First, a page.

Charter Party Forms

Voyage and Time Charter Parties are, as a rule, concluded on the basis of standard contract forms, and such documentation therefore plays a role of considerable importance in present chartering practice. In 19th century, shipowners and charterers first concerned themselves with the drafting of standard charter party forms. Standard charter party forms were originally drafted and employed by individual contracting parties, but joint action was later undertaken by groups of shipowners and charterers. Three organisations have played a significant role in the development of internationally utilized standard forms namely:

  1. Chamber of Shipping of the United Kingdom in London
  2. Baltic and International Maritime Council (BIMCO) in Copenhagen
  3. Association of  Ship Brokers and Agents (ASBA) in New York

These organisations have issued or approved a great number of standard charter-party forms, many of which are so called agreed documents as they result from negotiations between charterer and shipper interests, on the one hand, and shipowner interests on the other. In chartering practice, these documents are generally referred to as approved or official forms. Besides these three organisations’ standard charter party forms, there are various longstanding standard charter party forms which are in widespread use in different trades. A further type of standard charter party form is the private form (house charter party), which is issued and employed by individual firms. One of the main advantages from the use of such forms is that often the parties to a charter contract are domiciled in different countries and that the negotiations, which to a great extent are carried out through the intermediary of one or several shipbrokers, are often performed under considerable time pressure. By basing the negotiations on a standard form, the contents of which are well known or readily available to both sides, the parties can concentrate their attention on the particular points on which they require an individual regulation, leaving all other questions to be regulated by the terms of the standard form. Therefore, the use of the standard form means that the parties do not run the risk of being caught out by an unusual clause imposing unreasonable or unexpected burdens upon them. The use of the standard forms in international chartering has the additional advantage from a general legal standpoint, that they contribute to international uniformity; disparities between regulations prescribed in the various legal systems are partly neutralized, so that similar cases taken to litigation or arbitration will tend, to a certain extent, to bring the same result, irrespective of the jurisdiction under which they are decided. Almost all standard charter party forms are known by a code name such as:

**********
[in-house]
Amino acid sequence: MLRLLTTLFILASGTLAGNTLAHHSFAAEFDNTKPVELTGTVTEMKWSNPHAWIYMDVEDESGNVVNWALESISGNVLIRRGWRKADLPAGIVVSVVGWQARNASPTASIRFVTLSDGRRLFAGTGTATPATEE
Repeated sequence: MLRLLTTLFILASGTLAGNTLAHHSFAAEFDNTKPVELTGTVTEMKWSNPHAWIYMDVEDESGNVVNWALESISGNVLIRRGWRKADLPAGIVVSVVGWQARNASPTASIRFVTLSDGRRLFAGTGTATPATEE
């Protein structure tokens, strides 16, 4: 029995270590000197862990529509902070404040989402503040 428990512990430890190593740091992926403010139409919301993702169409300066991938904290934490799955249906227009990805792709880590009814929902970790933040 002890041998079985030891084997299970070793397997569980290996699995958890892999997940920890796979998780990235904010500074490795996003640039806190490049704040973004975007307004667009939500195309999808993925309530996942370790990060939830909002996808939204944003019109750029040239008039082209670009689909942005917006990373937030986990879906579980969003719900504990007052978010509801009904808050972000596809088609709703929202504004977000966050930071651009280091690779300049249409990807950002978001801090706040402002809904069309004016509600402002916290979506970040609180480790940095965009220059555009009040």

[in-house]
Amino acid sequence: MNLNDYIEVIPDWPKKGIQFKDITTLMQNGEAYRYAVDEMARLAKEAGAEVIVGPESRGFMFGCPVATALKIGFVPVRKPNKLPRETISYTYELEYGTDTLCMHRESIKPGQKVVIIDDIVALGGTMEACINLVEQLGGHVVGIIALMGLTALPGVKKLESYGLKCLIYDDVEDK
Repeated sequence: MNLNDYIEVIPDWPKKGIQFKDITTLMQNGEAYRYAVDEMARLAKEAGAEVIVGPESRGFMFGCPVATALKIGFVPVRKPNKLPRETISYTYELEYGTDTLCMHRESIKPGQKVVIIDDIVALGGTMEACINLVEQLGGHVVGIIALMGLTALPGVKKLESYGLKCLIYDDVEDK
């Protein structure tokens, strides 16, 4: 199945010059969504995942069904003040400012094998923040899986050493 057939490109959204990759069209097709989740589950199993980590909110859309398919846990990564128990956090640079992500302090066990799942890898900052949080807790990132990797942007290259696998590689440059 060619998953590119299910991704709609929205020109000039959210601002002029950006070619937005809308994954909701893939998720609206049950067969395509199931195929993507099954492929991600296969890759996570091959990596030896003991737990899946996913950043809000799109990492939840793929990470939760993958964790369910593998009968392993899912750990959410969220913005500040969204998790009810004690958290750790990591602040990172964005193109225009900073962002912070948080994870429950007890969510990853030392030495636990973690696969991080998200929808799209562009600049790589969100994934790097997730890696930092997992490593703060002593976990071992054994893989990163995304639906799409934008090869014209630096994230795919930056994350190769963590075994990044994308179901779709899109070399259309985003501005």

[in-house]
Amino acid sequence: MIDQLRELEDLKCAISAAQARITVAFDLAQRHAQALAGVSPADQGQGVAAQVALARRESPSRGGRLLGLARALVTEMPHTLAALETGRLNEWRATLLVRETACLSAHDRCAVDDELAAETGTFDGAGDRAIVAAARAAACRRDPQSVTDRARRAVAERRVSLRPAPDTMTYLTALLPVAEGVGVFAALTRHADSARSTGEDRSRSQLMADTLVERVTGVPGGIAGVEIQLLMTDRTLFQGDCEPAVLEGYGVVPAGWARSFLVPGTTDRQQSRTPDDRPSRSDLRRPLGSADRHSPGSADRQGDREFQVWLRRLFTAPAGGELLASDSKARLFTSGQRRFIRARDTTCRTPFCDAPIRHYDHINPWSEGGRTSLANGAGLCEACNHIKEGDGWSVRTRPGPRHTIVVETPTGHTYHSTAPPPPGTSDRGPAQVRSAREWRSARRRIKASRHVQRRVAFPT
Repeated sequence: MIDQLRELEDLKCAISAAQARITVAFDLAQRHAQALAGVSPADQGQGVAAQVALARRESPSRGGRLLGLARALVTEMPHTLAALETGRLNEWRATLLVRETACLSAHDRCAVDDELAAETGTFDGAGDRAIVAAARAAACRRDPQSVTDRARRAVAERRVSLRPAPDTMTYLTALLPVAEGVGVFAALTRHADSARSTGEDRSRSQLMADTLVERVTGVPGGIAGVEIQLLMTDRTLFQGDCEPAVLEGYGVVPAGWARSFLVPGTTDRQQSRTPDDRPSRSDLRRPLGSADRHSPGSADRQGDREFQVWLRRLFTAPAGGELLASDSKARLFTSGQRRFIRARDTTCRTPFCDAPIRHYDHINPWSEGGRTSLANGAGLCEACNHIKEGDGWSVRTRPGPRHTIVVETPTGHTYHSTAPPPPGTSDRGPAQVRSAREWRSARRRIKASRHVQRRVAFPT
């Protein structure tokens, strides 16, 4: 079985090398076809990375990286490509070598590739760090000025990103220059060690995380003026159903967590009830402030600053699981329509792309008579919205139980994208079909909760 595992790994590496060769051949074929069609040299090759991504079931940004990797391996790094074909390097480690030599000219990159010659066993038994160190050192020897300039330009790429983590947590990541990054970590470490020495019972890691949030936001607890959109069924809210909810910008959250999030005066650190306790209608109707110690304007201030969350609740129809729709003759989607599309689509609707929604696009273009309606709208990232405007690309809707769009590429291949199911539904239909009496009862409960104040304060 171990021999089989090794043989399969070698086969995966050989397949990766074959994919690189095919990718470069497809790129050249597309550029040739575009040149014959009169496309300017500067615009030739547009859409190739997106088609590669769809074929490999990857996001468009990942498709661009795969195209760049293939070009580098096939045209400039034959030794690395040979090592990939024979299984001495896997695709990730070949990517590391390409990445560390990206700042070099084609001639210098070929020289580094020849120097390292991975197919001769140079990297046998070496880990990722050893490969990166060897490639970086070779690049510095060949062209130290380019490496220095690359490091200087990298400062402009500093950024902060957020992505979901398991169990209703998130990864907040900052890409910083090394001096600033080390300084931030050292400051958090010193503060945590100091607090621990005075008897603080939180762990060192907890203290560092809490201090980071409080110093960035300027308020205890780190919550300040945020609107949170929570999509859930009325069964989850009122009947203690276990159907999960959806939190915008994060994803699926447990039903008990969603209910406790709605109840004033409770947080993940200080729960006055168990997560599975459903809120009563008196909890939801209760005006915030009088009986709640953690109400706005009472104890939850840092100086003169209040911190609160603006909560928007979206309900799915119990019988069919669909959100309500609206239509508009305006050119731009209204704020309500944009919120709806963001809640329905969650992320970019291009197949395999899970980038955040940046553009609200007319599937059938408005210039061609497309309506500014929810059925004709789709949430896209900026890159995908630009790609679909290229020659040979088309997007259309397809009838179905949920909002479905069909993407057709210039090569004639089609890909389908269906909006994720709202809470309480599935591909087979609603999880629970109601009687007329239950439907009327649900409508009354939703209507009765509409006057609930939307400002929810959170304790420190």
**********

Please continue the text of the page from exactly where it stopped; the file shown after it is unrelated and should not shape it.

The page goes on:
• GENCON form for general use where no specialized form is available)
  • BALTIME frequently used time charter form devised by BIMCO)
  • ASBATIME popular time charter form which was developed by the Association of Shipbrokers and Agents (ASBA)
  • NYPE New York Produce Exchange form is a time charter form which was developed by the Association of Shipbrokers and Agents (ASBA)